There is some character-based combat if you wish to engage in it, but as the losing character can choose to either lose one health or let the winner steal one item of their choice, most of the time you'll just lose the health. Going after a character before the Final Battle (when the rules change somewhat) is, in effect, allowed but not necessarily encouraged by the game. At least, unless you've used all of your health, in which case the winner can take your very cool Great Sword Of Window Washing. We had no character combat in our game at all.
Like Talisman, you build up your health and willpower over the course of the game, and there are ample opportunities to do so. Health taps out at eight for all of the characters, although we didn't have enough red cubes in the game to cover even the three of us, and you'd be hard pressed to have enough to cover five players were you nuts enough to play this game with that many.
The characters are kind of a mixed bag. If there's one knock I have against the game, it's that the only differentiation (aside from artwork) is in your starting health and willpower, as well as which Guilds you can get abilities from for only XP (otherwise it's XP + Gold). That's it. No special abilities, no nothing. On the other hand, there aren't any Killer characters (Chaos Knight from 2nd ed Talisman, anyone?) that will zoom to a quick win. However, when playing a board game with RPG elements, it's nice to have a bit more differentiation.
Game play is pretty simple. You draw a chance card, which will generally do good things but will occasionally knock your gold down (you are encouraged to spend your resources in this game). Much of the time it will seed new adventure cards, restore health and/or willpower, put new goods in the Village or City, and add or rototill new abilities in the guilds. One particularly useful card lets you take a double turn!
Next, you decide how you'll move, noting that some spaces allow you to use a special opportunity in the space *only* if you don't move. Movement can also be used to attack the guardians in an AP space. When you get to your new space, you have to fight any monsters in the space, just like Talisman, but unlike that game you are never required to move at all if you don't wish to, and it's never randomized (a marked improvement, even with the Fate tokens in 4th ed), and you have a few options. There were a few times in our game that I didn't have much to do when I moved, but I didn't mind that so much as play was pretty brisk with very little downtime. Generally, we had lots of adventure cards in play and interesting choices of how to progress, going to various guilds to improve your abilities, buying stuff, etc.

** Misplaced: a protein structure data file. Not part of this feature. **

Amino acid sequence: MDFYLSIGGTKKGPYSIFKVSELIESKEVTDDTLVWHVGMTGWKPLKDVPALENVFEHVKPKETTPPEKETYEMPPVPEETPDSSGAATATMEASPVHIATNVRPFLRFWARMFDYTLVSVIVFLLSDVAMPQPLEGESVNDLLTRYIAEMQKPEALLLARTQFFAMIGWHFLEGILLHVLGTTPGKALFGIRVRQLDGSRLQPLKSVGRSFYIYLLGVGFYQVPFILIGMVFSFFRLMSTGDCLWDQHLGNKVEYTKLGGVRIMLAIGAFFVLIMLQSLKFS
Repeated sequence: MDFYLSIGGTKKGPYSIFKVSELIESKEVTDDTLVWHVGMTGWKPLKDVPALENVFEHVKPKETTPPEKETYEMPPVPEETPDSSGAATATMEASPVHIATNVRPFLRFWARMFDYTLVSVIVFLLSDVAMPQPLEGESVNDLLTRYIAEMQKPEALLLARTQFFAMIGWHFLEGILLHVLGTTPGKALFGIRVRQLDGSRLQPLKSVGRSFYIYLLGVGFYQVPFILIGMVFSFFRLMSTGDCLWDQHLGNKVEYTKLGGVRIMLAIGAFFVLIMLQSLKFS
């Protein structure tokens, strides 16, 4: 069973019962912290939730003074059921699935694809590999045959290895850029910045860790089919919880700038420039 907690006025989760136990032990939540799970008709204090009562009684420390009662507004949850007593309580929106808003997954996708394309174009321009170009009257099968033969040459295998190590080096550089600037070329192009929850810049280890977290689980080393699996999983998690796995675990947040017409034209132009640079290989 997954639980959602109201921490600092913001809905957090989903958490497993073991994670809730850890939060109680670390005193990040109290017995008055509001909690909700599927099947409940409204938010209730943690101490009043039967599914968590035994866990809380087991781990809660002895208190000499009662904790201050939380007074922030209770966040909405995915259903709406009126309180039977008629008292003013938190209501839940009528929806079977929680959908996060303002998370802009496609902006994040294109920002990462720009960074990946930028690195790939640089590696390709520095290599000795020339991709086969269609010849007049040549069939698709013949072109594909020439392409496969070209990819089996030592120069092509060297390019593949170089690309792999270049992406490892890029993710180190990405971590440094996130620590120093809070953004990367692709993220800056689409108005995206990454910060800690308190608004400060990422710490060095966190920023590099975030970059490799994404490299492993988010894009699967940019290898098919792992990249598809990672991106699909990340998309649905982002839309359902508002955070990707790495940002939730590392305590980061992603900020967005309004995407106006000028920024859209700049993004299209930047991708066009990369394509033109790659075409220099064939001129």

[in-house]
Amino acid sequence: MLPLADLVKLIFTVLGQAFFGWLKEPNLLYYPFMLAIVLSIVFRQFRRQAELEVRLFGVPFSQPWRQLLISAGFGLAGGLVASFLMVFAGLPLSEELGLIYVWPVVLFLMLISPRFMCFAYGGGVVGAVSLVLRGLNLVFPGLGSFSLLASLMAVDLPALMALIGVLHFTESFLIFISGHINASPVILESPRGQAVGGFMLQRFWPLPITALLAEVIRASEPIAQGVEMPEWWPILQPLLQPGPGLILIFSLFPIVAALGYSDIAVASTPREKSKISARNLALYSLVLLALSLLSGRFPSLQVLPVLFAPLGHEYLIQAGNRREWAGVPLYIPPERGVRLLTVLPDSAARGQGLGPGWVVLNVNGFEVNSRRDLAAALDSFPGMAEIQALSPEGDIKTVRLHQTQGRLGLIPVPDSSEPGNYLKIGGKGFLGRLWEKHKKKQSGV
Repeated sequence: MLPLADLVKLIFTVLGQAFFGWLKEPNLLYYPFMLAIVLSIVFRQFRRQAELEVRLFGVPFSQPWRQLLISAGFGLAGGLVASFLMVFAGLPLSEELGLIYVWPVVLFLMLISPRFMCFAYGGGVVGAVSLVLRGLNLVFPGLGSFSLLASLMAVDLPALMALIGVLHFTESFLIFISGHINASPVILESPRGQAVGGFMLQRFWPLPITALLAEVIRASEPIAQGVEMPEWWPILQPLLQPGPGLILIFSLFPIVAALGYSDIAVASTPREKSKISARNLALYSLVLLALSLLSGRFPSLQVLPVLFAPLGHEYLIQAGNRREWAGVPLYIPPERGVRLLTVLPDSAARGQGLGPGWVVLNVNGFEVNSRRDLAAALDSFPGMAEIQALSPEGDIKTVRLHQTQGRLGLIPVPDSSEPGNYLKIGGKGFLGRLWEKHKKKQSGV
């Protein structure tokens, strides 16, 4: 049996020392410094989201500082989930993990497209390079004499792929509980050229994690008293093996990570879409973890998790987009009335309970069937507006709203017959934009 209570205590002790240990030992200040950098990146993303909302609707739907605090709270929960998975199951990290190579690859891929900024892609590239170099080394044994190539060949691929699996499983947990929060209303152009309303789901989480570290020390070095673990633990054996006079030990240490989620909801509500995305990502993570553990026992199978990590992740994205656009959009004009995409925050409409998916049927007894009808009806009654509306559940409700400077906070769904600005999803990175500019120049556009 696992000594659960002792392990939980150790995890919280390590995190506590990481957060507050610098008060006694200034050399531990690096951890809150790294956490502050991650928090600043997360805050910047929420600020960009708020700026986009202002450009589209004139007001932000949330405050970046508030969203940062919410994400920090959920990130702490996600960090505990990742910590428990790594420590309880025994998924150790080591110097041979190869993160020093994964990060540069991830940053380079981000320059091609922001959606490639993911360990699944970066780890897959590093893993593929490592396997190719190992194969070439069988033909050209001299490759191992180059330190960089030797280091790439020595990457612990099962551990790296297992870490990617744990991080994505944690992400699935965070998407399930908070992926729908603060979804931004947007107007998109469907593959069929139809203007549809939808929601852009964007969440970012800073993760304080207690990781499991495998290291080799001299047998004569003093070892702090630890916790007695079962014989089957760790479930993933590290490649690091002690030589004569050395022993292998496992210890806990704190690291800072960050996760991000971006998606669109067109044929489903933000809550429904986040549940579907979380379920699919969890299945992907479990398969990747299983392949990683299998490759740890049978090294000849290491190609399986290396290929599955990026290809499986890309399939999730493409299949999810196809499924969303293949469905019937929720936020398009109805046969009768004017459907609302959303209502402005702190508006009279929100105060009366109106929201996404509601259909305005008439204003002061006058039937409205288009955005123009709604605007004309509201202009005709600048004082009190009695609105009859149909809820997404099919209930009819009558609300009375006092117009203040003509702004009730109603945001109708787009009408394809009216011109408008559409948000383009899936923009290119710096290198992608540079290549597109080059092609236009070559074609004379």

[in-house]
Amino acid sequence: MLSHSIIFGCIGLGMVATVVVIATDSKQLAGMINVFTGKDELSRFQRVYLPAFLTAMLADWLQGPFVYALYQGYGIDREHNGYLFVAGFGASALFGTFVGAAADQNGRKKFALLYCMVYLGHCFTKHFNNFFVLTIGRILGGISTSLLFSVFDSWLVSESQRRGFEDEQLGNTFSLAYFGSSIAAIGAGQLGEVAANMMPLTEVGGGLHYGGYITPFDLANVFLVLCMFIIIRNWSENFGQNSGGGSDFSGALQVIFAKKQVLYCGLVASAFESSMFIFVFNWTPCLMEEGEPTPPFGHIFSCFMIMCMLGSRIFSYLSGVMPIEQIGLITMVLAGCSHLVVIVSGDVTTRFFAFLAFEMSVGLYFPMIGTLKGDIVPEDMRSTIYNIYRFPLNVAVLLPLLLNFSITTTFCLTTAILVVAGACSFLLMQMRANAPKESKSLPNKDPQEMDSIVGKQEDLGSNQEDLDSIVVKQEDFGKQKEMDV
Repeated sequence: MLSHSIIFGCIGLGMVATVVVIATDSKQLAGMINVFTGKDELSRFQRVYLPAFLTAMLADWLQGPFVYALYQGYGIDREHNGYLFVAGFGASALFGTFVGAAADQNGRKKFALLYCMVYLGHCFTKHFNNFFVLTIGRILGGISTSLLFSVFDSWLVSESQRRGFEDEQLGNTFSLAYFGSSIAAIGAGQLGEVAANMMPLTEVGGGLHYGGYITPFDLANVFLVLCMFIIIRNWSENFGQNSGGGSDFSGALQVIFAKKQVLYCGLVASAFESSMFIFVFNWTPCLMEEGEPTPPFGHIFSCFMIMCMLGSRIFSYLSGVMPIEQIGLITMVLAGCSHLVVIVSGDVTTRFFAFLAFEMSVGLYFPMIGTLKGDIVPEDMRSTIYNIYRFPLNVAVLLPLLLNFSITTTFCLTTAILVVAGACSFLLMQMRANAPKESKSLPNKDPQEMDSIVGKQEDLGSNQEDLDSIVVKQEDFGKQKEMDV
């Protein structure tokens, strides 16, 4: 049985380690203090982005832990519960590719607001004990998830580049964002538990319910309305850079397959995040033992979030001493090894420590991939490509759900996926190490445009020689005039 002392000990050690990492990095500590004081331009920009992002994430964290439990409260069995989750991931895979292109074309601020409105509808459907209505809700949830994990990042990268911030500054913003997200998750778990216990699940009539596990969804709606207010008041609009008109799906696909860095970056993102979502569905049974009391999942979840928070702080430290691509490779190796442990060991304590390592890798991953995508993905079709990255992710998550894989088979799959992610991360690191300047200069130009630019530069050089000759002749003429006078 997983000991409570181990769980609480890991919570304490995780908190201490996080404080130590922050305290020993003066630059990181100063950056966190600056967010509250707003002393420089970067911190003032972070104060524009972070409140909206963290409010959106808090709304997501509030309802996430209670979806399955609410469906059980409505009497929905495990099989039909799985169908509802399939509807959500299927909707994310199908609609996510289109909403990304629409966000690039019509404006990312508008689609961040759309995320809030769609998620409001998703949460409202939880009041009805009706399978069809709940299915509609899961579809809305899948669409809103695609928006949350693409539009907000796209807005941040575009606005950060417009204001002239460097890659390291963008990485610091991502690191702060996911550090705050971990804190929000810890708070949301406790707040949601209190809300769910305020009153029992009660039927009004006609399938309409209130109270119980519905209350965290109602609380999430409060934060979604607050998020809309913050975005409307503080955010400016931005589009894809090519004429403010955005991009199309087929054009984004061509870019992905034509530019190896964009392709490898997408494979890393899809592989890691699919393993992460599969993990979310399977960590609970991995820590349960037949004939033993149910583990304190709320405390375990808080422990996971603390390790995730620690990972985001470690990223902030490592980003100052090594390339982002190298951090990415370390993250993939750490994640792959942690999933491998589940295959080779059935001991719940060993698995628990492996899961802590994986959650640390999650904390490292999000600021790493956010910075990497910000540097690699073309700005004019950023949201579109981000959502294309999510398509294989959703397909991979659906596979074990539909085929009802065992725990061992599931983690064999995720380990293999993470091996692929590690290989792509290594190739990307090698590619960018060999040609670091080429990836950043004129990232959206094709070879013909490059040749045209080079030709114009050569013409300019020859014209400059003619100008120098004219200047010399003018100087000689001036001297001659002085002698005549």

After you've fought off critters (and any characters, if you wish), you get to perform the Possibility of the space, whether it's associated with the space (printed on the board) or a card. Most of these are positive, although some have an optional cost (such as gaining willpower at the cost of spending health). Once you're done with that, you have to knock yourself back down to the various limits: 15 XP, 15 Gold, 7 Abilities, 7 Items. We ran into this primarily with XP and Gold, surprisingly. XP is really only useful for gaining Abilities, which sometimes are not worth the trouble to get across the board to get, and Gold was generally plentiful (and frequently spent to avoid the Economic Downturn chance card). And that's it. If you get an extra turn, it's only the move/fight/possibility part of the round. I should note that the words Turn and Round are used very specifically, and it's important to note that some things can only be used one per Turn, which you may get more than one of per Round (but rarely).